Dress the salad:
Add a few tablespoons of the dressing to the kale bowl, and toss with your hands to coat, massaging the dressing into the leaves a bit.  Add the parmigiano cheese and toss to distribute evenly.  Allow the salad to rest for a few minutes, taste and add more dressing or salt as desired.  Once the salad is dressed to your liking, set it aside until it’s time to serve.  When ready to serve, toss in the croutons (you can add them earlier if you’d like – they won’t get too soggy, but for max crunchiness add them just before plating).  Garnish with a bit more cheese and some fresh ground pepper.  

Thursday, February 2, 2012

Trufflepalooza at Locanda Verde


I like Locanda Verde.  I like truffles.  I like wine.  I saw no reason why I wouldn’t like all of these things together.  Though the reservation line opened and closed before I was able to secure my spot for the third annual Trufflepalooza, I jumped at Urban Daddy’s offer of a multi-course, wine-paired meal bedecked with truffles in the cozy back room of the TriBeCa restaurant.  Sure, it was pricier than the initial restaurant offer, but it included wine pairings (which proved to be generously poured), a couple of additional bites, and tax and tip, which meant that, come Monday, we were completely settled-up. 

The last time Rob and I were at Locanda Verde with his family, we sat next to a table of Kardashians (Khloe, Lamar, Kris and Kourtney, the douchey-looking guy and their kid).  This time, though, we came for truffles.  The event was held in the private room in the rear of the restaurant.  Upon checking in, we were greeted with a glass of prosecco (Aneri Prosecco Brut).  I always enjoy a glass of bubbly, so not a bad start at all.  Place cards dictated seating, and Rob and I nestled in to our (tight) seats in the center of one of the two long communal tables that had been set up back-to-back.   All of the food (save the burrata) was served family-style on large platters, so making friends with those across from us was inevitable. 

After our prosecco (the only glass of the night I was able to successfully polish off, despite leaving rather tipsy), we were given a hearty pour of Inama Soave Classico 2009, a full, round white that stood up well to the truffle flavor dotting our first courses. (The restaurant was supremely dark, so please bear with my Camera+'ed iPhone photos.  Danke.)

 The bread course was not immune to the truffle treatment; the black truffle focaccia was light and airy and eminently fluffy, though my piece tasted more of cheese than of truffle.  Not a bad thing, of course, but not precisely as advertised.

Plates of beef tartare descended upon the table next.  Portioned atop well-oiled crostini and crowned with a wisp of black truffle, the beef lacked zing.  It tasted merely of cold and fat, and could have used a bit more time with the salt shaker.  The truffle, though optically present, didn’t stand up to the taste of the meat, which overpowered. 

Perhaps my favorite course of the evening was the burrata, though this might not be a fair contest given my deep-rooted affection for the cheese.  It was everything burrata should be, creamy, salty, ooey, gooey.  It played wonderfully with the roasted butternut squash and melted leeks.  The truffles were perfect here – the funky earthiness a welcome complement to the salty cheese and the sweet roasted veggies.  Pumpkin seeds for crunch and a light coat of dressing helped knock this dish out of the park. 

Once the last licks of burrata were cleared from the table, the red wine portion of the evening commenced with a hefty glass of Renato Ratti Nebbiolo d’Alba 2009, my favorite wine of the evening.  Of the three glasses in front of me by the end of the night, this was the wine I kept coming back to, pairings be damned.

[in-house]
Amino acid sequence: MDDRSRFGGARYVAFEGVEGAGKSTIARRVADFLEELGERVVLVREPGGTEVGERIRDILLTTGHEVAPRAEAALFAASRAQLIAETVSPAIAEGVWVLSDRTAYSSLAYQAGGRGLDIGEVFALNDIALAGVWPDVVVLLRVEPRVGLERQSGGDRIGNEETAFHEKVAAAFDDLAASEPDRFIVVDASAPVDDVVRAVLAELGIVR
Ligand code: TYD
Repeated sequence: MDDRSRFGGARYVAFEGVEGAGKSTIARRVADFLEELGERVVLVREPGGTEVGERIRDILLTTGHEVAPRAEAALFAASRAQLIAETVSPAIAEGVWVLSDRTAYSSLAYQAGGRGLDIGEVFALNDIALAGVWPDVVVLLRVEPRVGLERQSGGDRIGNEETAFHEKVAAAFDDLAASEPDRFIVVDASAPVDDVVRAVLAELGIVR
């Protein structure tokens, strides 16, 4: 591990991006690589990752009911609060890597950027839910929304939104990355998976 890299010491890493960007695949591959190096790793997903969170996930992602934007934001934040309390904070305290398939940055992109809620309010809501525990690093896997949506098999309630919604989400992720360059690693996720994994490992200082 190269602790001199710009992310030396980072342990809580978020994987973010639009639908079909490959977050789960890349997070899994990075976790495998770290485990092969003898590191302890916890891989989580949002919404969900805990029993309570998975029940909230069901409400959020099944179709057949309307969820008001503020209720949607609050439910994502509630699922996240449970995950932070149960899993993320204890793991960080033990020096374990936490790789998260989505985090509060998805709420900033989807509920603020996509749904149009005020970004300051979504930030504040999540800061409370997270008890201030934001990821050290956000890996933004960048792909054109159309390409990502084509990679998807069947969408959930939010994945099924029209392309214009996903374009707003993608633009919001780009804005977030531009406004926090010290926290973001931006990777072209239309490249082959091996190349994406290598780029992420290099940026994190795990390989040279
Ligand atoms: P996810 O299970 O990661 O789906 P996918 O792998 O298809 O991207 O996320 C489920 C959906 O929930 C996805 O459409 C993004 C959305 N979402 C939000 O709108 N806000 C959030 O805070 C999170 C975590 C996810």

Buckwheat ravioli was up next, stuffed with truffled ricotta and topped with a blanket of trumpet mushrooms, cabbage and black truffle shavings.  This dish was another hit at the table, the pasta was toothsome and nutty, and despite being obviously bathed in butter, felt almost wholesome.  The truffle came through very subtly in this dish, not taking over, but merely accenting the other ingredients.  Not a raviolo remained when the plates were cleared. 

The meat portion of the meal was paired with a big red, Grifalco della Lucania Aglianico del Vulture 2008.  The chicken came portioned into quarters, flanked on all sides by chestnut chicken sausage, Brussels sprouts and apples, all atop a bed of lovely black beluga lentils (one of my favorite types).  The lentils were awesome, the Brussels sprouts great, the chicken – oh the chicken – so flavorful, so well-seasoned, so…dry.  The sausage was pretty good, certainly juicy with a nice snappy casing.  But the chicken merely served to uphold my belief that one should not order chicken in a restaurant; sure it was tasty and well-seasoned, but ultimately, it’s just chicken. 

I’ve been to Locanda Verde multiple times before, always drawn back by the sheep’s milk ricotta and, as out of character as it may be, the desserts.  Karen DeMasco does supremely ridiculous things at the restaurant - by day with the pastry bar up front, by night with desserts.  Never has a dessert failed to satisfy there – and it’s the rare case when it fails to go above and beyond mere satisfaction.  Monday night’s dessert was no different.  It was, in a word, incredible.  It was the one course that sent murmurs up and down the tables, that had strangers locking eyes in mutual, contented surprise.   Her carrot black truffle cake came to the table looking rather ordinary, aside from the pile of black truffles atop it, of course.   It was far from ordinary, though – a crunchy, chewy crust gave way to a moist, dense, almost gritty crumb that I imagine was the product of cornmeal in the batter.  The white chocolate mascarpone crema was delicious as well, thick and rich and far from sweet.  The whole dessert had a very savory quality, and I kept digging my fork in well past my declaration to Rob that I was about to burst.  It was, in a word, awesome. 

Though there were high and low points of the meal, we enjoyed a lot of good food, which I’ve come to expect from Locanda Verde and a lot of good wine.  Not a bad Monday night at all.  

377 Greenwich St (at N. Moore St.)
(212) 925-3797